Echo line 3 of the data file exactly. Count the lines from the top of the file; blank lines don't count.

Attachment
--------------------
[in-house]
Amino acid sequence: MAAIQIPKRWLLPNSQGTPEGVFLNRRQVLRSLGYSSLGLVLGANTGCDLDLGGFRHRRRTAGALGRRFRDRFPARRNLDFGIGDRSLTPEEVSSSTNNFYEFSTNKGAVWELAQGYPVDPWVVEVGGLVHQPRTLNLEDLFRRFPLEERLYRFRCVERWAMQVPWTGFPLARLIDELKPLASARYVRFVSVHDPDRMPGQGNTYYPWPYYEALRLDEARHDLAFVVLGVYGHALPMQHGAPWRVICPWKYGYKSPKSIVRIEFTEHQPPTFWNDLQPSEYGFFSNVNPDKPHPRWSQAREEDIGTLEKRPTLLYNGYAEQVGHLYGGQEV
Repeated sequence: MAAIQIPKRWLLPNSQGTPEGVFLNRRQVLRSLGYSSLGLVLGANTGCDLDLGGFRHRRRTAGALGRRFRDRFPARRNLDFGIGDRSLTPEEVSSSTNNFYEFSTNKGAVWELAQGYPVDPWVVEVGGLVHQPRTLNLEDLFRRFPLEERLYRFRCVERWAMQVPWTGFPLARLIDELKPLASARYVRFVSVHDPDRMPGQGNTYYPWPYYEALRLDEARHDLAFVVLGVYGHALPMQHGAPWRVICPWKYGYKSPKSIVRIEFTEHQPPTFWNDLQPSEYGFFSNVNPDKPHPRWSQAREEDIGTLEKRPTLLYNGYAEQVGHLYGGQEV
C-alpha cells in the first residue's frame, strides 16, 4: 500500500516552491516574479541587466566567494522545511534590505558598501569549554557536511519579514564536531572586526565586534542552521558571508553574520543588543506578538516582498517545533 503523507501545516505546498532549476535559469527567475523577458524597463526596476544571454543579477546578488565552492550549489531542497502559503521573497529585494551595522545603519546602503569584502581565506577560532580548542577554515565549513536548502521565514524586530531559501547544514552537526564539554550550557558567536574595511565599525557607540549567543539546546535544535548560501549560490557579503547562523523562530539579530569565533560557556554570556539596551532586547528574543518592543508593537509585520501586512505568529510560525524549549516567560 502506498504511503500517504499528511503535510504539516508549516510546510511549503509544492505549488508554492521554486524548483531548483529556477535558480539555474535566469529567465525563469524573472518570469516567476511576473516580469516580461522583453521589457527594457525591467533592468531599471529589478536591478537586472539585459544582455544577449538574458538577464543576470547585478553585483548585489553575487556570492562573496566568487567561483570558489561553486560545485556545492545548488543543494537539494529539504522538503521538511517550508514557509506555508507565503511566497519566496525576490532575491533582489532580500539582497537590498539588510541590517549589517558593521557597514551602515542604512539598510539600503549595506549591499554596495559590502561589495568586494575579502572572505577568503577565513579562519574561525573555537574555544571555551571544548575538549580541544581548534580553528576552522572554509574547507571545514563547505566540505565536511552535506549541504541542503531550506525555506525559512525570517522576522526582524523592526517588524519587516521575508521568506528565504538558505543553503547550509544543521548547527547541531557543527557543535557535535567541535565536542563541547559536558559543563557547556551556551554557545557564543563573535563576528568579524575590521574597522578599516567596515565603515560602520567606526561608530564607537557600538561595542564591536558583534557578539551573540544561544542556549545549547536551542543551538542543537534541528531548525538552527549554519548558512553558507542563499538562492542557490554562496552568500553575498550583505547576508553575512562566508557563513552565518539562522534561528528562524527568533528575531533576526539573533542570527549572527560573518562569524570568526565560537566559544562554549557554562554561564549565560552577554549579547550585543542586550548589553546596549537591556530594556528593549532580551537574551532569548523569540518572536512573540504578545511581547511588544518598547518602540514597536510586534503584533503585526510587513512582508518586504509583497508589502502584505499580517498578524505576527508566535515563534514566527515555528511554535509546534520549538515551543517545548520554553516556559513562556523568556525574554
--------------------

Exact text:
Repeated sequence: MAAIQIPKRWLLPNSQGTPEGVFLNRRQVLRSLGYSSLGLVLGANTGCDLDLGGFRHRRRTAGALGRRFRDRFPARRNLDFGIGDRSLTPEEVSSSTNNFYEFSTNKGAVWELAQGYPVDPWVVEVGGLVHQPRTLNLEDLFRRFPLEERLYRFRCVERWAMQVPWTGFPLARLIDELKPLASARYVRFVSVHDPDRMPGQGNTYYPWPYYEALRLDEARHDLAFVVLGVYGHALPMQHGAPWRVICPWKYGYKSPKSIVRIEFTEHQPPTFWNDLQPSEYGFFSNVNPDKPHPRWSQAREEDIGTLEKRPTLLYNGYAEQVGHLYGGQEV